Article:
The specter of digital disruption has quickly become one of the most concerning issues for business leaders around the world. In 2015, less than one percent of executives believed digital disruption could have a transformative impact on their industry. Now, Airbnb is more valuable than Hilton, Tesla is more valuable than Ford, General Motors and BMW, and Amazon‘s takeover of Whole Foods just put tremendous pressure on competing grocery chains’ stocks.
These tangible examples have moved digital disruption from a secondary concern to a top-of-mind issue at the board level. According to new research from the Global Center for Digital Business Transformation, a joint IMD and Cisco initiative, more than three-quarters of executives now believe the impact of disruption on their industries will be “major” or “transformative.” What a difference two years can make.
Which industries are most vulnerable?
Executives who thought â€“ or still think â€“ they are safe from disruption will face a rude awakening. No industry is safe.
The media and entertainment industry is seeing the greatest disruption as the level of competition among industry incumbents intensifies thanks to inroads from Amazon, Facebook, Snapchat and Netflix.
Only slightly behind media are technology products and services, retail, financial services and telecommunications. The businesses in these markets share several characteristics that make them particularly exposed to digital disruption. For one, their core products and services are highly information-centric and can be readily digitized.
How can companies respond to the forces of disruption?
Despite the increased awareness about digital disruption, 40 percent of survey respondents still feel their leaders do not understand the threat, or are responding inappropriately. There is still a large gap between acknowledging the need to transform and actually achieving transformation.
When faced with a disruptive competitive threat, it can be hard to know what to do because you are on unfamiliar terrain. However, four distinct strategies can provide a framework to conceptualize your options.
This is a defensive strategy designed to maximize gains from a declining business or market. Domino’s has been employing this tactic by driving greater efficiencies through digital technologies. Despite strong performance through the 1990s, Domino’s struggled in the early to mid 2000s. However, the company’s leadership determined an online presence that was both user friendly and efficient could improve the customer experience and yield more sales. By 2015, the company was processing approximately half of all orders online, sales were 30 percent more than in store purchases, and labor costs decreased due to efficiencies created by the technology.
The Harvest strategy is about maximizing value in threatened segments. However, when the costs of maintaining a business clearly outstrip the benefits, companies should focus on strategic retreat. This strategy emphasizes withdrawal into a market niche that serves a small subset of existing customers with specialized needs. For example, when General Electric faced intense competition in its consumer appliances business, it shed GE Capital’s assets and sold its appliances division â€“ exiting a business that brought in $19.6 billion in 2015, or nearly 17 percent of GE’s total revenue. GE is now using the proceeds of these sales to focus on its industrial internet strategy.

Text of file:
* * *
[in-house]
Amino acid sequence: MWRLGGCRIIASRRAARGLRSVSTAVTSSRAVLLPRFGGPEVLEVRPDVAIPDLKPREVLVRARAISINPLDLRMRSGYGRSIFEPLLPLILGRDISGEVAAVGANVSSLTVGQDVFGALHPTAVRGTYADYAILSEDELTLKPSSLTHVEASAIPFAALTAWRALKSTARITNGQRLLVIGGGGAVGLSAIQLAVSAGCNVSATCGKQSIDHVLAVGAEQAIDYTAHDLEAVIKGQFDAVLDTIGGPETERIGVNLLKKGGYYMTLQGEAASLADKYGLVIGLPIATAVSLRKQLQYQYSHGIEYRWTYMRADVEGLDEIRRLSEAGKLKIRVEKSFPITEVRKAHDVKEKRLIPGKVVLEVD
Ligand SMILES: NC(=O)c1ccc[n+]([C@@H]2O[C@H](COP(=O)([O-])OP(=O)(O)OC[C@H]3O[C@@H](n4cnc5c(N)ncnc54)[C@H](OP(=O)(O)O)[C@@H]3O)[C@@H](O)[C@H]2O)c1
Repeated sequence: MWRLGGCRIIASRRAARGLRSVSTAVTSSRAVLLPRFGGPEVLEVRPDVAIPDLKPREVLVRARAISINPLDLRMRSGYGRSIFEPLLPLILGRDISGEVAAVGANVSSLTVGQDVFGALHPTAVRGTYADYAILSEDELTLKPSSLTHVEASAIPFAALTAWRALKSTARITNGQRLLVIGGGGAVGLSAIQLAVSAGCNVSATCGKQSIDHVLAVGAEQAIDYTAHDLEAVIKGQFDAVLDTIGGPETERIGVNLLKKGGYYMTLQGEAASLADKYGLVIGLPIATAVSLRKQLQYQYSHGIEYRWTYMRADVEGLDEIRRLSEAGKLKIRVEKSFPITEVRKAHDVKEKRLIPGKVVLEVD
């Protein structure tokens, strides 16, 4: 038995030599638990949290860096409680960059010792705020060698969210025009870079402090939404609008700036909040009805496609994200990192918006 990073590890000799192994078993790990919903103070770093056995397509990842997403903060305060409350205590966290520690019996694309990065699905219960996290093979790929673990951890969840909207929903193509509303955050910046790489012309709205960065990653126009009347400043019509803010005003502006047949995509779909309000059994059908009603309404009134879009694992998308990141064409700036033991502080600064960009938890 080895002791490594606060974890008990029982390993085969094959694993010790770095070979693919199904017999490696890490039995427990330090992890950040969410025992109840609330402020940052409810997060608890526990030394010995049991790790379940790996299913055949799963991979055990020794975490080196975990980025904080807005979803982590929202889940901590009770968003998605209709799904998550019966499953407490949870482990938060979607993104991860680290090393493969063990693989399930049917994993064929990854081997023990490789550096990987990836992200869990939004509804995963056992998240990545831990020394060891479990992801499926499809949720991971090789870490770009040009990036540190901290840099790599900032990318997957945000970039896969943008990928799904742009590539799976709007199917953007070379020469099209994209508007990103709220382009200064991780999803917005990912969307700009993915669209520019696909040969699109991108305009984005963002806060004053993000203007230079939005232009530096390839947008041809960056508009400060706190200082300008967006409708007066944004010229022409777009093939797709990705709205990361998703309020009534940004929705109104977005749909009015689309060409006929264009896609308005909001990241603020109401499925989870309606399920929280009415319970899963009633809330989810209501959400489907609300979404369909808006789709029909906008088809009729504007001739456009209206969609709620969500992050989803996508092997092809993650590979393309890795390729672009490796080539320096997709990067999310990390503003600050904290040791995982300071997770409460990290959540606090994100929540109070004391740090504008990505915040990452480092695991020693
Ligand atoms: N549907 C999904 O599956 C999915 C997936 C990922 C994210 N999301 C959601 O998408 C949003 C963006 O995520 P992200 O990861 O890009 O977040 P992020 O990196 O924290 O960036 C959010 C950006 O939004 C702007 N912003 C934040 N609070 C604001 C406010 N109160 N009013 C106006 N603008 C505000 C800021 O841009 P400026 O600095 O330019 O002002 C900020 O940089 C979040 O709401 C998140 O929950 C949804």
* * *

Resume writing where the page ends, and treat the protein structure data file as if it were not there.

While Harvest and Retreat are defensive strategies, incumbents can go on the offensive and become disruptors themselves. When a market opportunity that can be profitably exploited is detected, companies should focus on creating new value for customers using digital technologies and business models. Look no further than Otto for an example of a disruptive strategy. The company, which was recently acquired by UBER, disrupts the freight industry by automating trucking. Currently, labor represents 40 – 75 percent of operational costs for the industry. If Otto can completely automate its trucks, it will be able to offer its services at a drastically reduced price and cut out the competition.
Although the disrupt strategy represents catalytic activities that introduce market disruption, the Occupy strategy focuses on sustaining the competitive gains associated with that disruption. Occupy rejects the “build it and they will come” approach, and is premised on the reality that the company that introduces a disruption may not end up winning in the end. Walmart has employed this strategy to succeed in retail. Over the past few years, Walmart has invested billions in multi-channel capabilities to combat ecommerce competitors like Amazon. In executing this strategy, Walmart’s stores become a key asset as nearly ninety percent of Americans live within ten miles of one.
The pace of disruption is accelerating across industries as a result of faster digital technology innovation cycles, an explosion of well-funded start-ups and the emergence of Chinese giants such as Alibaba, Tencent and Baidu. Digital transformation requires action. Just talking about digital change, hiring a chief digital officer or starting an “innovation hub” won’t save your business. A true, holistic change to your business model is needed to survive and thrive in the digital era. The time for strategic action is now â€“ because no one knows what the next two years will bring.
Commentary by Andy Noronha, a visiting scholar for the Global Center for Digital Business Transformation, director in the Cisco Digitization Office and co-author of Digital Vortex: How Today’s Market Leaders Can Beat Disruptive Competitors at Their Own Game. Follow him on LinkedIn.
Disclosure: Domino’s, GE, Uber and Wal-Mart are clients of Cisco, however, Andy Noronha has not worked with them in any capacity.
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